Monday, 7 March 2011

issues to consider in making Inuktitut technical glossaries

The other day I heard in the Nunavut Legislative Assembly some bemused questions surrounding the Inuktitut translation of the poverty reduction strategy because the term used in Inuktitut was "ak&uniq" ("&" stands for the lateral fricative sound) which means "destitution" and brings up images of a begger on the streets. Granted, we have pan-handlers but most Inuit wouldn't regard them as destitute (same difference as how difficult it is to consider "homelessness" in Nunavut where the freezing cold unfortunately hides the real issue and we call it "over-crowding" and "couch-surfing" here).

This example made me think of the difficulties surrounding specialized discourse in science and politics where a term in common usage is invariably different (however slight the difference) than the meanings used in specialized fields.

Before Newton, the word "gravity" in English had a specific meaning that denoted "seriousness" which is still evident in the phrase: the gravity of the matter; much of the "latinized" nomenclature for scientific concepts consist of simple compound words like "brachiopodia" which actually means "hand-foot" and I somehow doubt that had Latin been a "living" language that there wouldn't have at least been some bemusement the same kind as the above Inuktitut speakers did with the word "destitution".

Most technical terms (outside of law) aren't just about "splitting hairs" nor are they a mere matter of semantics. Agreed upon conventions of naming are so important in formalized public discourse that we need credible and accredited authorities to strike definitions for specialist terms. At the international level, most of these conventions appeal to mathematical notation and symbolism as the basis which are outside of but not beyond any one specific natural language (despite what English-speaking peoples think, scientific nomenclature is not English).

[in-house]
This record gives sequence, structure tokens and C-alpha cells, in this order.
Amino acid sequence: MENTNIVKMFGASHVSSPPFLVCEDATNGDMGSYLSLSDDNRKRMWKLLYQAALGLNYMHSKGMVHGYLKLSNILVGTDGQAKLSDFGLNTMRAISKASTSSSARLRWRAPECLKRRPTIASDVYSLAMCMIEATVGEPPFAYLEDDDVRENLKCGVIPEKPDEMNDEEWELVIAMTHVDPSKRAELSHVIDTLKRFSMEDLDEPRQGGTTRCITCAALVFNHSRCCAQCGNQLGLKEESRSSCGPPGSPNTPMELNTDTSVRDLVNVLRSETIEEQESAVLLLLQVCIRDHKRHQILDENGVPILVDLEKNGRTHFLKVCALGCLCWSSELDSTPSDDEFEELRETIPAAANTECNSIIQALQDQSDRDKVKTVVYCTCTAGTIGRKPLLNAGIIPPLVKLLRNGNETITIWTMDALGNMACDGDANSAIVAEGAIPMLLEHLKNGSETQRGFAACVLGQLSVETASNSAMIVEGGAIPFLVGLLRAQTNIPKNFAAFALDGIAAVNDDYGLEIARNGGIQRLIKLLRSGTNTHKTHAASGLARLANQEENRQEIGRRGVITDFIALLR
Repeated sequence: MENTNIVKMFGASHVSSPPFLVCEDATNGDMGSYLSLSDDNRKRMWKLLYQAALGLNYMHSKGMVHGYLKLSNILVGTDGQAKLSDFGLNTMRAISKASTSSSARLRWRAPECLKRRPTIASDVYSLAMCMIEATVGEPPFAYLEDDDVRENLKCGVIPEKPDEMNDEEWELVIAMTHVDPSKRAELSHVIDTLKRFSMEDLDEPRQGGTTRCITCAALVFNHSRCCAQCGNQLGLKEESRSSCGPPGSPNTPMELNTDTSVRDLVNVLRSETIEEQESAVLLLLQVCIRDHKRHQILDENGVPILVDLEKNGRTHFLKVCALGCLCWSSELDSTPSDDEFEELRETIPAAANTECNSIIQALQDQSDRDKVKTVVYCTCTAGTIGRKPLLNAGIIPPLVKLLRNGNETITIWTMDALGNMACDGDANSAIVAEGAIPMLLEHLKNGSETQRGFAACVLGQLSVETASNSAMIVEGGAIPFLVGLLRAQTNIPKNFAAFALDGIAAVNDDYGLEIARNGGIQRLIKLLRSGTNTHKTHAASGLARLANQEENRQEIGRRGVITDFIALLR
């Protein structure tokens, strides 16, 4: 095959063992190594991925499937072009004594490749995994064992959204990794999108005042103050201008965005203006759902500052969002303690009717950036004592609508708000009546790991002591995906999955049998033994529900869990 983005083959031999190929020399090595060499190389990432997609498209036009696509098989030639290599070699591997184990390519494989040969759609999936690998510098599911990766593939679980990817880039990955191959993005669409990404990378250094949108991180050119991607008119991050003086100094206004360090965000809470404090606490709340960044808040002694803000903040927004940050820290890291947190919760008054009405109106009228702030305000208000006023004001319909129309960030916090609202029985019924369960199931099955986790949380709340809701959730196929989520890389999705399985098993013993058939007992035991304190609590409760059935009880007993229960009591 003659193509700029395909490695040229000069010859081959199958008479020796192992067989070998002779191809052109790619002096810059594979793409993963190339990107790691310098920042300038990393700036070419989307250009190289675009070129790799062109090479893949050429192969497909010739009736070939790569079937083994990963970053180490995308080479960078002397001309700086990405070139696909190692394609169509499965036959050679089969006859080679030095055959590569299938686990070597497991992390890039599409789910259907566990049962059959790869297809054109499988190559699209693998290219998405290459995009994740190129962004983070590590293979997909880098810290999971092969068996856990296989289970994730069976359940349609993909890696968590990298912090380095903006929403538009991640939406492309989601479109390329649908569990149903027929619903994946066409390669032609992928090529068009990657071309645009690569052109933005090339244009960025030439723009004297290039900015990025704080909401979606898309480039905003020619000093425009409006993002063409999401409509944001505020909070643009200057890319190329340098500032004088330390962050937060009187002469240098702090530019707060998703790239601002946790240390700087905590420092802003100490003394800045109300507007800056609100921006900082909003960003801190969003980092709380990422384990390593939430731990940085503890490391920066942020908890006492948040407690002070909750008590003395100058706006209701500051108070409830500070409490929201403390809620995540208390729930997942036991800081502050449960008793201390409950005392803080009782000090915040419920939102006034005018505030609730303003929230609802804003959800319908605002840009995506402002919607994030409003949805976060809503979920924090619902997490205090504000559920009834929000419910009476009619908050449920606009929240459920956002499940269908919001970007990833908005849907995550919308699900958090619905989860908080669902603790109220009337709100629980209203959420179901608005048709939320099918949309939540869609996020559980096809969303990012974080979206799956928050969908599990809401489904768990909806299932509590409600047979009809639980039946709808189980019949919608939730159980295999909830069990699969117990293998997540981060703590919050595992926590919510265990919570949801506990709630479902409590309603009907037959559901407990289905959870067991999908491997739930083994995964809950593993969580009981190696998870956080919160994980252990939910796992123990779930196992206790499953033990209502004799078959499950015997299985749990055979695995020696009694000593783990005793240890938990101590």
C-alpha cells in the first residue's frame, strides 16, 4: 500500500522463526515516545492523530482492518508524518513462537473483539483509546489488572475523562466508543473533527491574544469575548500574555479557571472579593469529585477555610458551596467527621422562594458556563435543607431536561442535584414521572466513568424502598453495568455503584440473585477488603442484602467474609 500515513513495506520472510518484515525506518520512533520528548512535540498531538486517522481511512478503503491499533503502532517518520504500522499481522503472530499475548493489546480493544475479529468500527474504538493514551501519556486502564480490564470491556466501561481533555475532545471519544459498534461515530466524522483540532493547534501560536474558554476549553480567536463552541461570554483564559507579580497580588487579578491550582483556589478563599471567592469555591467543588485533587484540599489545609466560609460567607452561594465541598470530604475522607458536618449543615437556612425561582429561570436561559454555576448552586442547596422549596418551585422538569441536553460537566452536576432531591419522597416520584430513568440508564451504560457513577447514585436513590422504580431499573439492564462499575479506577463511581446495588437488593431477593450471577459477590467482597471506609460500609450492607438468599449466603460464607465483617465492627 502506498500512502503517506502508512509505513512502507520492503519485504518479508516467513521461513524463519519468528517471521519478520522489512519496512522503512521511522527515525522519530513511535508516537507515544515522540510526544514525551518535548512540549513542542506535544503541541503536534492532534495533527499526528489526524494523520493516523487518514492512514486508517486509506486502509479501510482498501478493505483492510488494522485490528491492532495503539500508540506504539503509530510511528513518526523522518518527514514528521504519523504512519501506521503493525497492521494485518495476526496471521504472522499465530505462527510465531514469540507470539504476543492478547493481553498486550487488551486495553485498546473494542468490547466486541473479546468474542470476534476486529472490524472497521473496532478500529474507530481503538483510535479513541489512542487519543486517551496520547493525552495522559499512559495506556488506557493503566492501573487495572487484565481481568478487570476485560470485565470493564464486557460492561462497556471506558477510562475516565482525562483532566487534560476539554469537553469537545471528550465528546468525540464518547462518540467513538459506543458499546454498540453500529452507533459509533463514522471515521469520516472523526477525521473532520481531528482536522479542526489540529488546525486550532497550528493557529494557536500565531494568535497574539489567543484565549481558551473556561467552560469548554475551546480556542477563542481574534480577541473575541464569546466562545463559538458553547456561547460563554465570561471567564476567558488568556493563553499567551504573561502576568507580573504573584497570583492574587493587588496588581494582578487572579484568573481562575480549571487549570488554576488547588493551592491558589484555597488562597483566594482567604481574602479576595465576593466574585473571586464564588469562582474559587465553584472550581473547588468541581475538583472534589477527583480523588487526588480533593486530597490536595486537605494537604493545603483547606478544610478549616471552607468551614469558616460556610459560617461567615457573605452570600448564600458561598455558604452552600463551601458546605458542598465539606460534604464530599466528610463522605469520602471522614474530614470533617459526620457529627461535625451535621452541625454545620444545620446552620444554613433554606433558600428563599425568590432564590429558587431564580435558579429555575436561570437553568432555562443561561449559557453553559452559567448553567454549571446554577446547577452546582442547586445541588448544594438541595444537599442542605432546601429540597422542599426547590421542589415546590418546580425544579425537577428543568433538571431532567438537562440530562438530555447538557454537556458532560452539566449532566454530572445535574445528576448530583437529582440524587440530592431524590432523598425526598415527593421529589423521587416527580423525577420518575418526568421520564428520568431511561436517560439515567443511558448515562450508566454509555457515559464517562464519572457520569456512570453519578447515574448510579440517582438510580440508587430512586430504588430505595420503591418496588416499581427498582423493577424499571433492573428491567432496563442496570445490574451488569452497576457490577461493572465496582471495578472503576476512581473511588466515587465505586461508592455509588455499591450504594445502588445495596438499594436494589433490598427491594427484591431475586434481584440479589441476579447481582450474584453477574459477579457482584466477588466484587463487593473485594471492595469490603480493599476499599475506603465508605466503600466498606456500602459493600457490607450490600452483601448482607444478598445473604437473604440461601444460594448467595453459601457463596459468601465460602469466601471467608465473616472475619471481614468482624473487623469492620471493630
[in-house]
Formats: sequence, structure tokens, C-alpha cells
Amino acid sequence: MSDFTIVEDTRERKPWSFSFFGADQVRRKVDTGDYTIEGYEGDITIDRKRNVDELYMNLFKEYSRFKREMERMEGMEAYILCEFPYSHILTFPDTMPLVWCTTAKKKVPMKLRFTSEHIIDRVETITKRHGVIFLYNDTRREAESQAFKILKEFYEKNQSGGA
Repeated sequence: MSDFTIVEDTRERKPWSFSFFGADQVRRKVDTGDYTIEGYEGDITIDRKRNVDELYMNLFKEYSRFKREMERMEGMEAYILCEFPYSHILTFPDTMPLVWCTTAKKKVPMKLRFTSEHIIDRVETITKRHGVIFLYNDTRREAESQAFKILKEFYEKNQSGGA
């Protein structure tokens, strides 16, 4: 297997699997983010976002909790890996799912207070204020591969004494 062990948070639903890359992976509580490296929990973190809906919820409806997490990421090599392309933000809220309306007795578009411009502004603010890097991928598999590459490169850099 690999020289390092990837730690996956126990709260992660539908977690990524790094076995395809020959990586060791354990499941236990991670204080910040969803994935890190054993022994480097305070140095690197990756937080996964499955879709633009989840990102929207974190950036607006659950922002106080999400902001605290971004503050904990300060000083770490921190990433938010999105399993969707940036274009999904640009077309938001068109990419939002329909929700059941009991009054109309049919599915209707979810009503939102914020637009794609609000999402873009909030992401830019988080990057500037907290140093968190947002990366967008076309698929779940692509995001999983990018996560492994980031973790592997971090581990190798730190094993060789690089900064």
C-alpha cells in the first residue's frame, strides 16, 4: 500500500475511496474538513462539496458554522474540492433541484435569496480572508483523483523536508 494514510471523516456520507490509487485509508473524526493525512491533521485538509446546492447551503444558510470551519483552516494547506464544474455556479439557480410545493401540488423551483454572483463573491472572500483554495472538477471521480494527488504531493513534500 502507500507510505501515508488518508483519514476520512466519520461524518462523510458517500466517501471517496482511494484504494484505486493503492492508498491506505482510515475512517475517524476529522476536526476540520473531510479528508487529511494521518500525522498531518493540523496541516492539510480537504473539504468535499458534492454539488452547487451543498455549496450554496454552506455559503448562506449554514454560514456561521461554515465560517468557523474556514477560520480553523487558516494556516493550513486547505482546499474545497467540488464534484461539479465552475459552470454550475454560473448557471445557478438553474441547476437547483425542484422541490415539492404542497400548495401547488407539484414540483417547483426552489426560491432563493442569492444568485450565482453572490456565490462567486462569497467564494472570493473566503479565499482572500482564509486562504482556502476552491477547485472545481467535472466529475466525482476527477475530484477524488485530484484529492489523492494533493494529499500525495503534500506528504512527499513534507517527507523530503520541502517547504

This means that there is a certain degree of freedom to name something in Inuktitut, say, to denote the symbolism. After creating a pattern for naming, for example, I played around with the naming of chemical elements for my own amusement and I named hydrogen (with the symbol, H) after the mother of the sun and the moon, Lumaajuq, and "paujuq" for carbon. Then, following the pattern I created, I was able to consider compounding "hydro-carbons" as lumaajapaujut (for CH4, for eg). The point is to try and make the naming principle as consistent as possible with forethought regardless of language used.

The best way I know of on how to introduce new uses of terms in any language in a discourse is to define (or contrast) the concept then show how to use the suggested term grammatically and meaningfully in a language. The main point is to make the specialized definition and the constructed term as logically consistent and clear as possible with the clear qualification that the suggested term may not necessarily be cognate with the term in common useage in a given language.

There is and always will be resistence to neologisms or "hijacking" of common terms for formalized discourse from laypersons but that is the nature and necessity (ie, unavoidable) of ever-evolving human languages and societies. But the main distinction we have to be mindful of is that scientific neologisms are entirely different than and not as insideous as bureaucratic euphemisms like down-sizing, collateral damage, retooling, making redundant, etc.

Jay

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